Anthony Hopkins once said, “Once you know [the script] so well that you can improvise and make it real, it’s easy. You can’t pretend to know it—it’s impossible to and I couldn’t do it.” 

If there is one skill actors simply must learn to develop, it’s their ability to memorize lines. One day they’re given several jam-packed pages of text to learn within two months; other times, they are required to nail what is on the page within 12 hours—or less! Some thespians have their own tried-and-true styles of memorizing lines, but for those who are on the lookout for memorization tips, here are a few to consider. 


Memorize It from the Top 

This technique involves mastering the first sentence before incorporating the second, and only moving on to include the third line once lines one and two are memorized. Love Actually’s Bill Nighy is among the many performers who rely on this approach. He describes his process this way: 

“You have your breakfast at 9:00, you go into the livingroom at 10:00. You start with the first line; you say it 18 times. Then you attach it to the second line, and then you say both of them 19 times. And you continue through the play. Then you stop at 1:00 and have your lunch, resume at 2:00. And by 4:00, your brain goes and then you can have the rest of the day off. And you do that without the phone on, and you do that for a week.” 


A Strand of First Letters

 Actress Lauren Tothero shares a tip to memorize lines which she insists “will change your life.” Indeed, it helped her learn a 15-minute monologue, word-perfect. After reading over her lines a few times, Tothero takes out a pen and piece of paper and writes down just the first letter of each word, including spacing, punctuation, and capitalizations. So, for example, “Romeo, Romeo! Wherefore art thou Romeo?” ends up looking like this: “R, R! W a t R?” Then she tries to read back the lines using the first-letter clues. “This has been a total game-changer in how fast I can get off book,” Tothero insists.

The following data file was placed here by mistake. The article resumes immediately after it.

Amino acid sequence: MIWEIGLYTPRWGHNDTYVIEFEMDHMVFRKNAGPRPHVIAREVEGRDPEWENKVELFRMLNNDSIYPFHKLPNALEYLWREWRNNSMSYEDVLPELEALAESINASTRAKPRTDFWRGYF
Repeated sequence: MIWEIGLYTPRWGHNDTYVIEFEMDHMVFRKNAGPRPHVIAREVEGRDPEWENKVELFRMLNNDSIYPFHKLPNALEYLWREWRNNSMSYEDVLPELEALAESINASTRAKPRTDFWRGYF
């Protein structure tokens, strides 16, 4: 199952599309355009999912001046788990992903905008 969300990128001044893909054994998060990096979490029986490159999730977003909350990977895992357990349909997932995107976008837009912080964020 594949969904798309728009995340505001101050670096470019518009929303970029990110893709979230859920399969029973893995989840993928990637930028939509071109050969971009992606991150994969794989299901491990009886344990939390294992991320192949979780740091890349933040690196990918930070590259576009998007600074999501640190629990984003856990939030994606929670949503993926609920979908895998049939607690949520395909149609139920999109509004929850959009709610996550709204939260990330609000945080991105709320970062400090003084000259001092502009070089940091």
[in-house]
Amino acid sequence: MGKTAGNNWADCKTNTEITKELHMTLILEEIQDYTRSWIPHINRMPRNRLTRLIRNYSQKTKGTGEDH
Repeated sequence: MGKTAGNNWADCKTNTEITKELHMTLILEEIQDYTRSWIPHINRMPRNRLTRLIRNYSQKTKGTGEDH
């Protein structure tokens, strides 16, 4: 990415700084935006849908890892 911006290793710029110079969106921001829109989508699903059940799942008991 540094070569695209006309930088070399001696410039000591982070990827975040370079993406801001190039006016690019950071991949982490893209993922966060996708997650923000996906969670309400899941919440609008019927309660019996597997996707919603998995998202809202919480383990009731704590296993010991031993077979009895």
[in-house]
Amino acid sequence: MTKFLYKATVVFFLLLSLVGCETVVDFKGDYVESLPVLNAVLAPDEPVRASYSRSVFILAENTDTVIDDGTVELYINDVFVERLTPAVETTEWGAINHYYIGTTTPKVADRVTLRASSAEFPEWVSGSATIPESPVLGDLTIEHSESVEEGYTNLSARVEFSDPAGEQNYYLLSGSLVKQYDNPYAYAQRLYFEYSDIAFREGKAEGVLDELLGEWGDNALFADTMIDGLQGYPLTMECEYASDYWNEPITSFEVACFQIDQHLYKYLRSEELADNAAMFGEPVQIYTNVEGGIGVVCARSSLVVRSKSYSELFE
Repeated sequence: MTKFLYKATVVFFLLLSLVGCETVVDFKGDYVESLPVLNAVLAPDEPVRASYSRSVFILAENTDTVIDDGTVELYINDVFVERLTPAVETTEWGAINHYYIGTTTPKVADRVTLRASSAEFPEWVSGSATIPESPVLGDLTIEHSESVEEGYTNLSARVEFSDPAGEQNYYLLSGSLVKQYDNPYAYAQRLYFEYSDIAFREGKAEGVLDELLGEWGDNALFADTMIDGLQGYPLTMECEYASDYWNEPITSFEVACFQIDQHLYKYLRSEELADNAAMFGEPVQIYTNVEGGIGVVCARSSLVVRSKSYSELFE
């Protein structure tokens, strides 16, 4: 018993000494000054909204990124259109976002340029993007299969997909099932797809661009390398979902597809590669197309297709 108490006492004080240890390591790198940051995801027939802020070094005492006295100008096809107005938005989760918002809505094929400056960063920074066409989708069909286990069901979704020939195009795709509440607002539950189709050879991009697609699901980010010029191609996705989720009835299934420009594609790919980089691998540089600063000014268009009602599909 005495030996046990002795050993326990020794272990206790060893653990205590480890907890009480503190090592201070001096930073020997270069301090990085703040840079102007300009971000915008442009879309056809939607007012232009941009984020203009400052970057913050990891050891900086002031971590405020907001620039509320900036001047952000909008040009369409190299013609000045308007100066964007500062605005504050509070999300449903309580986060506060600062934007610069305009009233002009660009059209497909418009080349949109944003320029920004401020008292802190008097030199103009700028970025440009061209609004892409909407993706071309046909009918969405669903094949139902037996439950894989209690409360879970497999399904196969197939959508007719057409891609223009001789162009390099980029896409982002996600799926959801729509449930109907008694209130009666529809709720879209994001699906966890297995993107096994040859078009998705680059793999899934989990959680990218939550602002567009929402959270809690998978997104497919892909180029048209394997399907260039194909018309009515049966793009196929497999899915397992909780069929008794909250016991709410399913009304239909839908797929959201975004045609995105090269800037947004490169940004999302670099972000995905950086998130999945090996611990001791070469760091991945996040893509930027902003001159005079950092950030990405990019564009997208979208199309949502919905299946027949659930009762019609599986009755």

Mind Palace 

Memory expert Ron White encourages actors to use a technique called Mind Palace, a practice that dates back thousands of years. Even Shakespeare is said to have used the method in the Globe Theatre in London. It involves actors visualizing relevant objects in strategic places tucked within their own minds. 

First, close your eyes and picture your home; imagine entering through the front door and proceeding on a specific route throughout the entire home. It is important to establish an order to your wandering—such as roaming clockwise through each room—to keep things moving in a reliable, chronological order. 

From there, familiarize yourself with the script (“All the world’s a stage, and all the men and women merely players”) and select one of the passage’s key words. “World” can be visualized as a globe, so picture a globe in the entryway. Next, mentally place a painting of an elaborate stage on your wall to represent “stage,” and just beyond it, visualize men and women waiting in line to go on a merry-go-round that basketball players are riding (“men and women are merely players”). Some people swear by this technique. 


For Auditory Learners 

Make a recording of your lines on a tape recorder, cell phone, or an app such as Dialog Master Pro or Rehearsal Pro. Then listen to the lines repeatedly throughout the course of your day whether exercising, driving, or doing chores. To promote fresh deliveries of those lines when it counts the most, it helps to simply speak the lines into the recording device; it is important to not drill into your mind a single artistic interpretation of the material. 


For Visual Learners

Print out several copies of your lines and post them in strategic places around the house. Actress Belgica Paola Rodriguez likes to put one printout into a ziplock bag and hang it in the shower. She also posts the lines on her bathroom mirror, so she can conveniently keep working on the material when she is getting ready for work. 

Other techniques include handwriting the text and practicing with a partner. Also remember to take breaks; research shows that both sleep and exercise have a beneficial impact on memorization. 

Learning lines takes time and dedication. Although some people seem to have a knack with memory skills while others struggle a bit more, it all boils down to putting in the required effort.